A conductive filament converts electricity to light within a lightbulb. The current flows through the filament, and is maintained by an inert gas within the bulb. While there is the trace of a spark, the filament’s sustained illumination relies upon its non-reactive environment. The combination of these two elements produces light, radiating outward.
Similarly, the exhibitions in The Filament and the Bulb arise from interactions between specific contexts or conditions that open onto wider narratives. Although the starting point of each circuit is discernible, the flow of electricity has effects beyond its point of origin and its enclosure. An exhibition may itself stem from a specific context, but still have the capacity to portray a multitude of stories. The interruption, reinterpretation or integration of neglected narratives are strategies to address dormant flickers within each preexisting current. Each exhibition in The Filament and the Bulb utilizes the stability of their environment as a platform for re-negotiating these seemingly simple circuits and their preconceived convictions.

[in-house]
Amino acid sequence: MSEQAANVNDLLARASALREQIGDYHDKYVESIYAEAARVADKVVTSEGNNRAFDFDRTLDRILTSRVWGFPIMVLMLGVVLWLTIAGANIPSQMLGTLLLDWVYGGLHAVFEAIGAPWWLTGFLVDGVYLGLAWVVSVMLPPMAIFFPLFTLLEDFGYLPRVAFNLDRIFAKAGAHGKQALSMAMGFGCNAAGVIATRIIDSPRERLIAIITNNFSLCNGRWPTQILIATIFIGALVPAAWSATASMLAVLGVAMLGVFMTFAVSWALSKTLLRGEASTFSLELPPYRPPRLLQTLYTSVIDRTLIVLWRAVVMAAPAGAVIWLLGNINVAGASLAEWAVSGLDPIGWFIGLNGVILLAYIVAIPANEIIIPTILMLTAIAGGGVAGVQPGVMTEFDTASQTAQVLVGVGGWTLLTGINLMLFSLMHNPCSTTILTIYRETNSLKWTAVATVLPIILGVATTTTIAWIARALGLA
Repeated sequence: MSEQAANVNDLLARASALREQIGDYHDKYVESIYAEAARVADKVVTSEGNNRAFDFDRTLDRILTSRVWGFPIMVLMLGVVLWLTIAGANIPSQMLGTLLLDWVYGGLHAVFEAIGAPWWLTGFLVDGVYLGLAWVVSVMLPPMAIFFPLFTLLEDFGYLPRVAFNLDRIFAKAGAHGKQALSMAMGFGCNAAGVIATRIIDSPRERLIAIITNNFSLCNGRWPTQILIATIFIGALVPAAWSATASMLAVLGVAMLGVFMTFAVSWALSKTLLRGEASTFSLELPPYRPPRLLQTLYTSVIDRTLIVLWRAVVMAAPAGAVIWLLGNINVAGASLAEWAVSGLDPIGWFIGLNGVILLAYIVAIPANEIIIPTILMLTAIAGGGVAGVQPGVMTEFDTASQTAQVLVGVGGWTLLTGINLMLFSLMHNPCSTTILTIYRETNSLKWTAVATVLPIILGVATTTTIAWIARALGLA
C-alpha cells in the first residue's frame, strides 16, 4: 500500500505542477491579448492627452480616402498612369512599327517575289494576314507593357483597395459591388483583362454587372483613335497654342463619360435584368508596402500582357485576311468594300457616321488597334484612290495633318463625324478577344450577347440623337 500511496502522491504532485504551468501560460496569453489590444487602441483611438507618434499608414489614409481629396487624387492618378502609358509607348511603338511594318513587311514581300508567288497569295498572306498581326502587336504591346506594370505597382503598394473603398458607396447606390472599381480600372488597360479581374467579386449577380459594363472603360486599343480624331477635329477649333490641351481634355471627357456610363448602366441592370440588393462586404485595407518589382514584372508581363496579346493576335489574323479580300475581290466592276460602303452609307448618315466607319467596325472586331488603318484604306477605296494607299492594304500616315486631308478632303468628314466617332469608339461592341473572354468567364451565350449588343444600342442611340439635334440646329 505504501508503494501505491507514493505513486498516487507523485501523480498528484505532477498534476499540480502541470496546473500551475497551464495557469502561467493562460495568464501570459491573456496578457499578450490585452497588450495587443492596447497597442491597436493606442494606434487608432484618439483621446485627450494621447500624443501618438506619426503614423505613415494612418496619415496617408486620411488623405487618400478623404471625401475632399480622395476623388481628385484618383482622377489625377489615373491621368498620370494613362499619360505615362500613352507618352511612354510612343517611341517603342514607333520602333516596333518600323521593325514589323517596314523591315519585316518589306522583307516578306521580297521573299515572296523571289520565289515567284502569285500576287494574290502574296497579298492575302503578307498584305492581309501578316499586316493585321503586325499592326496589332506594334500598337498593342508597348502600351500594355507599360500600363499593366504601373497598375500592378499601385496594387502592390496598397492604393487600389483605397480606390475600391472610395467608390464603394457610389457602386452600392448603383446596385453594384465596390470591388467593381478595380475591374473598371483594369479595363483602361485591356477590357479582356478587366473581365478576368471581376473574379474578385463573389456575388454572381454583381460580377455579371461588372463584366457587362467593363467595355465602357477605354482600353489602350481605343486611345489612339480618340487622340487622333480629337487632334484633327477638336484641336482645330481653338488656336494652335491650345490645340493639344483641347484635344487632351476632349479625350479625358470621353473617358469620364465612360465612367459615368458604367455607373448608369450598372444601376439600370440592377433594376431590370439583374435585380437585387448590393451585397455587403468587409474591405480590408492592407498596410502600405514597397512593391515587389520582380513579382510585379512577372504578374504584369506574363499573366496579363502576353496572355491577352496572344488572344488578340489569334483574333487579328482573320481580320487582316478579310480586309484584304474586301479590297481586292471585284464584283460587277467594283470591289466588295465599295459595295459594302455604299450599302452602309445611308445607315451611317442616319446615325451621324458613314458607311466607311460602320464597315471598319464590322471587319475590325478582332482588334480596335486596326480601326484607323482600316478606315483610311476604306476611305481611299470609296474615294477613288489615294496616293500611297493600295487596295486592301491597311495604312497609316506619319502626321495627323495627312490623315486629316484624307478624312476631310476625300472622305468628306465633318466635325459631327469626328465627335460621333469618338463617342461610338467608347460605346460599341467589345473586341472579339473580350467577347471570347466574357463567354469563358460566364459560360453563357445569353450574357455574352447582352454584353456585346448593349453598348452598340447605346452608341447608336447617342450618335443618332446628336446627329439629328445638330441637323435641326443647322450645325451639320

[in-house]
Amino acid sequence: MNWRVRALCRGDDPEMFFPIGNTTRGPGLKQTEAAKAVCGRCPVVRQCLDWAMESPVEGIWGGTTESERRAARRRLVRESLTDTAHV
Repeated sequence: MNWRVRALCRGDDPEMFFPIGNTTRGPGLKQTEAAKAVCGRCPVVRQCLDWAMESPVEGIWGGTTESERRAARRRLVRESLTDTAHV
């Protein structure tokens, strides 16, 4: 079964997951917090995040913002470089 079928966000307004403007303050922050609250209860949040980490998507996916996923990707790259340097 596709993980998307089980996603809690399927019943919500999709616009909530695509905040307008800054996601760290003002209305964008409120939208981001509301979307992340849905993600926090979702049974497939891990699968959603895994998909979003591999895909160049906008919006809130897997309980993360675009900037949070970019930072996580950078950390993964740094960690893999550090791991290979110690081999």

The Center for Curatorial Studies presents exhibitions and projects curated by second-year students in its graduate program in curatorial studies and contemporary art. The students have organized these exhibition and projects as part of the requirements for the master of arts degree.
Student-curated exhibitions at CCS Bard are made possible with support from the Rebecca and Martin Eisenberg Student Exhibition Fund; the Mitzi and Warren Eisenberg Family Foundation; the Audrey and Sydney Irmas Charitable Foundation; the Robert Mapplethorpe Foundation; the Board of Governors of the Center for Curatorial Studies; the CCS Bard Arts Council; and by the Center’s Patrons, Supporters, and Friends.